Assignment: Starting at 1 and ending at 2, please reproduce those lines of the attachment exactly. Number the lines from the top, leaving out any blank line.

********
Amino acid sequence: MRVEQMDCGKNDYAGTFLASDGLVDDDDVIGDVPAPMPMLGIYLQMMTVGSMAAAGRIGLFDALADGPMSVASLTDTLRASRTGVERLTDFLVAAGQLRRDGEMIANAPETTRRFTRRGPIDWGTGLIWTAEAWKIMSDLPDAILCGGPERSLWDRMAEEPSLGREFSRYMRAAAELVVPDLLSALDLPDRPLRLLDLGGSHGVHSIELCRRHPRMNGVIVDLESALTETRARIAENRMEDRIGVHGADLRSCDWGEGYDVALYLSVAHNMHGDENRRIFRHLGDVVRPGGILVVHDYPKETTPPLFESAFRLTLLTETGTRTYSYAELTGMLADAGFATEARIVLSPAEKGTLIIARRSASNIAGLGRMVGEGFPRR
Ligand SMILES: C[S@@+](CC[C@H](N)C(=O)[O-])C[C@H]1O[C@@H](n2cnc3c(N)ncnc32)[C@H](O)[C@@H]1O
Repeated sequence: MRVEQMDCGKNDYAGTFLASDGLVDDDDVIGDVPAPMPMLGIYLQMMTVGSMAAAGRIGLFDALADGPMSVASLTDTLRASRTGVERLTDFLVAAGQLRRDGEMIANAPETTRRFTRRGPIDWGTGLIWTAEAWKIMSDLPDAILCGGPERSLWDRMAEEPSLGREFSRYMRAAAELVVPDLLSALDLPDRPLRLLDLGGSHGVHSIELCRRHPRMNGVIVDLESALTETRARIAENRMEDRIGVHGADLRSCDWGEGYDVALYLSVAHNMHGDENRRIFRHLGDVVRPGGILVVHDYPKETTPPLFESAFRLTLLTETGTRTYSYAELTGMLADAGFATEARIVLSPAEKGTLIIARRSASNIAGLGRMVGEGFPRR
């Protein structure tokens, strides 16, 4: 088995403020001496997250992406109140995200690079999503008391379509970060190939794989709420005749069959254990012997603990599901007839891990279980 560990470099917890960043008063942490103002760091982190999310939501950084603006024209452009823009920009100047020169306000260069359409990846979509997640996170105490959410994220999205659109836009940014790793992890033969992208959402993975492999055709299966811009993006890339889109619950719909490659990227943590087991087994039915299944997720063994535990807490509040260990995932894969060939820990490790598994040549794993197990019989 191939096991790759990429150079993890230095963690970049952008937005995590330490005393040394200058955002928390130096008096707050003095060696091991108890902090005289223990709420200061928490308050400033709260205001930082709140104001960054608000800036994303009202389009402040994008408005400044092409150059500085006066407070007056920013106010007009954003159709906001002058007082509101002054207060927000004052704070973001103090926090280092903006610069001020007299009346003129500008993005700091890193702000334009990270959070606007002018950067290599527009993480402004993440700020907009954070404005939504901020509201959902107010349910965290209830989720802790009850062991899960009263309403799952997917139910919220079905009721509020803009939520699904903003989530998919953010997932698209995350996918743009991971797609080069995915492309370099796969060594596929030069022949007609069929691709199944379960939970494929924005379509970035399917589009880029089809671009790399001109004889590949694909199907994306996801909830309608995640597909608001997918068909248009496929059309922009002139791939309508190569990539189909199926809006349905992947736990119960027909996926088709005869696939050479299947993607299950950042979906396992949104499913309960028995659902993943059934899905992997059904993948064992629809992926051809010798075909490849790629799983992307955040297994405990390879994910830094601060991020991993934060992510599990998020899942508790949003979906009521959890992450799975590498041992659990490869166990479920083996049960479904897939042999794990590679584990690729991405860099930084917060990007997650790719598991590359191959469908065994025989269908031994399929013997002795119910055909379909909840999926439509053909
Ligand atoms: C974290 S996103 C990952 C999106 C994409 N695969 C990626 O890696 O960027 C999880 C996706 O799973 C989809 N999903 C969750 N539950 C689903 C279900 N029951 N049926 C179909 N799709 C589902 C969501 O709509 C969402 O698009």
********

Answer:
Amino acid sequence: MRVEQMDCGKNDYAGTFLASDGLVDDDDVIGDVPAPMPMLGIYLQMMTVGSMAAAGRIGLFDALADGPMSVASLTDTLRASRTGVERLTDFLVAAGQLRRDGEMIANAPETTRRFTRRGPIDWGTGLIWTAEAWKIMSDLPDAILCGGPERSLWDRMAEEPSLGREFSRYMRAAAELVVPDLLSALDLPDRPLRLLDLGGSHGVHSIELCRRHPRMNGVIVDLESALTETRARIAENRMEDRIGVHGADLRSCDWGEGYDVALYLSVAHNMHGDENRRIFRHLGDVVRPGGILVVHDYPKETTPPLFESAFRLTLLTETGTRTYSYAELTGMLADAGFATEARIVLSPAEKGTLIIARRSASNIAGLGRMVGEGFPRR
Ligand SMILES: C[S@@+](CC[C@H](N)C(=O)[O-])C[C@H]1O[C@@H](n2cnc3c(N)ncnc32)[C@H](O)[C@@H]1O